Friday, April 13, 2012

Undercover Review: Killing Floor

Review by Nick Ahlhelm

Lee Child’s Killing Floor can only be called New Pulp by using a rather vague definition of “new”. Written over fifteen years ago, it may not be the most recent offering from a New Pulp author, but it does do an amazing job of introducing a compelling pulp hero: Jack Reacher.

Reacher walks through life as only the lead of a pulp novel can. A former M.P., expert sniper, and trained killer, he gave up the military to wander. Without any real destination, he treads across the country in search of whatever might draw his fancy.

In Killing Floor, the first Reacher novel, it is an obscure blues musician that draws him to a small Southern town. The town seems to be a nice little town, rather wealthy but otherwise quiet and unassuming. Of course in typical fashion, Reacher’s first experience with the quaint town is when he’s accused of murder.

Reacher quickly starts to reason out what’s happening in the town, even as he’s given a personal stake in the crime when his own brother is found to be the second murder victim. Working alongside two local cops, one a big city guy drummed down to the tiny force, the other a local beauty that Reacher quickly falls hard for.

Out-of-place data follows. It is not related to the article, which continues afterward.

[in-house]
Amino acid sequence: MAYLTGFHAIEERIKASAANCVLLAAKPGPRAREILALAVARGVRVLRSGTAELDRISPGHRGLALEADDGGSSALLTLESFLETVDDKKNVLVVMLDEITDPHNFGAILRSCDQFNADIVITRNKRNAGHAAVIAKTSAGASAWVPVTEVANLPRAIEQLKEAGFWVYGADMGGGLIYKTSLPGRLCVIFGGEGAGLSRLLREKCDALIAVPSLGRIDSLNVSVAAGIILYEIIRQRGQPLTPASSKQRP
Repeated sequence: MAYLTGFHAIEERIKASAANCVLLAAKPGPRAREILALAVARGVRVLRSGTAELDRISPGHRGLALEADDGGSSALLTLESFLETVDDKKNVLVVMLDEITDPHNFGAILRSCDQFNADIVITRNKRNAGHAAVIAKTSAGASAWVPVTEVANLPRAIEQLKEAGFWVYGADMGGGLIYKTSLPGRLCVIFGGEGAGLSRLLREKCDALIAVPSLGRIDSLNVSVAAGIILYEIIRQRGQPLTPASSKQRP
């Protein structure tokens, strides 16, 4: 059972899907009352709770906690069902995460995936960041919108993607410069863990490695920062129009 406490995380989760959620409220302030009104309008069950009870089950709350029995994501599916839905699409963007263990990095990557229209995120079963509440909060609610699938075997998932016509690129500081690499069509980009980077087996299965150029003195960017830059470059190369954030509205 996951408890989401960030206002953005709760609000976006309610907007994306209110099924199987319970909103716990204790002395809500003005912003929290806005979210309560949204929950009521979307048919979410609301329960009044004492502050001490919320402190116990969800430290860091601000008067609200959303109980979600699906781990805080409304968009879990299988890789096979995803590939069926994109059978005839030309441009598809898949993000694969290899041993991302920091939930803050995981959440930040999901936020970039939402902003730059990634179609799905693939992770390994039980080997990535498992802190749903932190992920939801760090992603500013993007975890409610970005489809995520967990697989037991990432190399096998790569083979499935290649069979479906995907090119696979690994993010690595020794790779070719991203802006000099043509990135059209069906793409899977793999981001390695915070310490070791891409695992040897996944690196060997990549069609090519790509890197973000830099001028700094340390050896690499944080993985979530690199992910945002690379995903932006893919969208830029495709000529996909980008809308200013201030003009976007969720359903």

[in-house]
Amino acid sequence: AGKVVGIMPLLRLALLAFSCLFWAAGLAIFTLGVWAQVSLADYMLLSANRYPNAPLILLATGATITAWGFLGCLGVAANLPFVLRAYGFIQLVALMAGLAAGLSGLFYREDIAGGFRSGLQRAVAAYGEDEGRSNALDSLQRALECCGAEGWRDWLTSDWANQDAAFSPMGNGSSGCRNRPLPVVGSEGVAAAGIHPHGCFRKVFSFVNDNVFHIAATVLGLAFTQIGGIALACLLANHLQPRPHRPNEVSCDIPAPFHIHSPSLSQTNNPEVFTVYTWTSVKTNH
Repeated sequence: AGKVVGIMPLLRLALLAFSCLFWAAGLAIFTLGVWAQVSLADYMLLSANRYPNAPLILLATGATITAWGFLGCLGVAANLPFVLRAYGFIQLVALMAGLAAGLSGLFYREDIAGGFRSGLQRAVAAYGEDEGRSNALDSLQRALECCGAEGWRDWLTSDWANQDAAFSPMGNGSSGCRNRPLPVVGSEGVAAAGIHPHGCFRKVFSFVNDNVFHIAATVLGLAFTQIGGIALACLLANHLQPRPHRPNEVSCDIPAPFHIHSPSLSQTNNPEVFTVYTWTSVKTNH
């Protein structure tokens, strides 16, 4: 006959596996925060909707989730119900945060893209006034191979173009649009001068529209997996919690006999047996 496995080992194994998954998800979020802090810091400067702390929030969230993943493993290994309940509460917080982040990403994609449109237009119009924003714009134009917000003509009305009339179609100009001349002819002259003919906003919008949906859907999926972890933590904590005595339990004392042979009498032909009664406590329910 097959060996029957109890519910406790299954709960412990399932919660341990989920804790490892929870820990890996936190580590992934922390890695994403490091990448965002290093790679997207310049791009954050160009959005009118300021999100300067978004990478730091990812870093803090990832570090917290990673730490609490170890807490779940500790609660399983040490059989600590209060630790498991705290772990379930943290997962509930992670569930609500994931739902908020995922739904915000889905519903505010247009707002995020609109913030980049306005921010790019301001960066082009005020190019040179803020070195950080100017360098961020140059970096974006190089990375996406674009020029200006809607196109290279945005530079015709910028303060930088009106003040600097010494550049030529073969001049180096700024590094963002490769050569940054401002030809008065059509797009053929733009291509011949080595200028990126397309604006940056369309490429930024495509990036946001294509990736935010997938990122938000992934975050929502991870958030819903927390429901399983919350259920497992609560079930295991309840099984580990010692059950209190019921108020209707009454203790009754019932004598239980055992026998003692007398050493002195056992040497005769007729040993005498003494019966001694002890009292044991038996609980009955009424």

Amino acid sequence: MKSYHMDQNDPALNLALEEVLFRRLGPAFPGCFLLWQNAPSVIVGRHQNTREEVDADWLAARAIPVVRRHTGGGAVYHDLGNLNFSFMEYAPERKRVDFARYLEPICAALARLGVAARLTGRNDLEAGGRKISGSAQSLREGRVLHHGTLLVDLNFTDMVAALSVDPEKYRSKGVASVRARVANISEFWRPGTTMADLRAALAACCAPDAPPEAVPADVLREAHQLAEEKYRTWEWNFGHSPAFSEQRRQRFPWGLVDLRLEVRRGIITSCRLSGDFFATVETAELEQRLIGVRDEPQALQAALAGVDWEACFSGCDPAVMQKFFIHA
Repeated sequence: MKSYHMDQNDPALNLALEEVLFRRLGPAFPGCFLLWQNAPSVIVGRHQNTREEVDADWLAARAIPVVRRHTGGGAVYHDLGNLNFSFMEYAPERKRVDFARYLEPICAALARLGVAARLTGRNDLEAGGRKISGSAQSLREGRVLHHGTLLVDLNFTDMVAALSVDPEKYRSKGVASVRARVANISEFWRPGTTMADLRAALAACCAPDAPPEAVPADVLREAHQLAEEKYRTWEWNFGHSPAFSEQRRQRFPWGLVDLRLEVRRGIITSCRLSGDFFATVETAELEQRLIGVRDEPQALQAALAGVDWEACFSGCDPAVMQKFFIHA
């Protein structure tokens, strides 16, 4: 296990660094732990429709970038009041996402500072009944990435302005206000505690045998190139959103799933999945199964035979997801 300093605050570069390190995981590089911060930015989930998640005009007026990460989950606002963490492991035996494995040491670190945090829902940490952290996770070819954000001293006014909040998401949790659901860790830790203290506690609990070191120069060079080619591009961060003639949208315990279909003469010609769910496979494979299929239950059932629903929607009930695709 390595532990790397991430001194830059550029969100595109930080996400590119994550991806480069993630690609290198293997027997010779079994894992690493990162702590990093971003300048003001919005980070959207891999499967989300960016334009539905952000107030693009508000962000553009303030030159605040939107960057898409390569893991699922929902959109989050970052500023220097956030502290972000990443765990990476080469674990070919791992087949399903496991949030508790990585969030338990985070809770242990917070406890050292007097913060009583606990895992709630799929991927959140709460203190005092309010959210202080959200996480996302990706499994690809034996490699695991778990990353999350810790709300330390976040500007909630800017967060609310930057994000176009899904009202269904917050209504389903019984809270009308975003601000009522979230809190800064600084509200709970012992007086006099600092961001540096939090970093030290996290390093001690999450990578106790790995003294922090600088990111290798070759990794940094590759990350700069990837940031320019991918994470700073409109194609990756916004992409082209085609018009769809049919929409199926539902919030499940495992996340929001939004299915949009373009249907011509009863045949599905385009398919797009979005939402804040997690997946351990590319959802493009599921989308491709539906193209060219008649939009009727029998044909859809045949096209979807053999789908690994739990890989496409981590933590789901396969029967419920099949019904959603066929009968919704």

Killing Floor moves at a breakneck pace as layer upon layer of action and mystery are piled on top the next. Reacher shows himself to be human, but the kind of human able to reason out any problem, fight any man and do anything he puts his mind to it, even if it means improvising.

This reviewer would like to give more plot information, but to say anymore would almost certainly ruin some of the great moments that Child laid to the page. This is breakneck action, adventure and mystery of the grandest pulp tradition and well worth any pulp fan’s well earned dollar.

Killing Floor is available in both mass market paperback and e-book additions for reading convenience. Highly Recommended.


  1. Interesting that this book would be included as a 'pulp,' yet it fits perfectly. The situations, and they are vast in the series which spans approximately seventeen books, could be set in almost any time. I can picture Racher moving about in the depression era as much as I can as the present. Lee Child uses various literary styles as the books progress. Reacher can be first or third person, and his adventures span the cityscapes and country sides.

    My only gripe is the upcoming movie 'One Shot.' Tom Cruise is producing and starring as Jack Reacher. While Lee Child has given his blessing as to the casting, I can only see this as another in a long line of "Great Book -- Lousy Movies.".

  2. Mrdrcop,

    I started "Die Trying" just the other day and was a bit surprised by the sudden switch to 3rd person and multiple viewpoints, but it actually works surprisingly well.

    I hadn't heard about the movie, but I have to agree that Cruise as Reacher seems like terrible casting. I try not to let my opinion of actors shade my opinions of movie adaptations, but my dislike for Cruise is strong.


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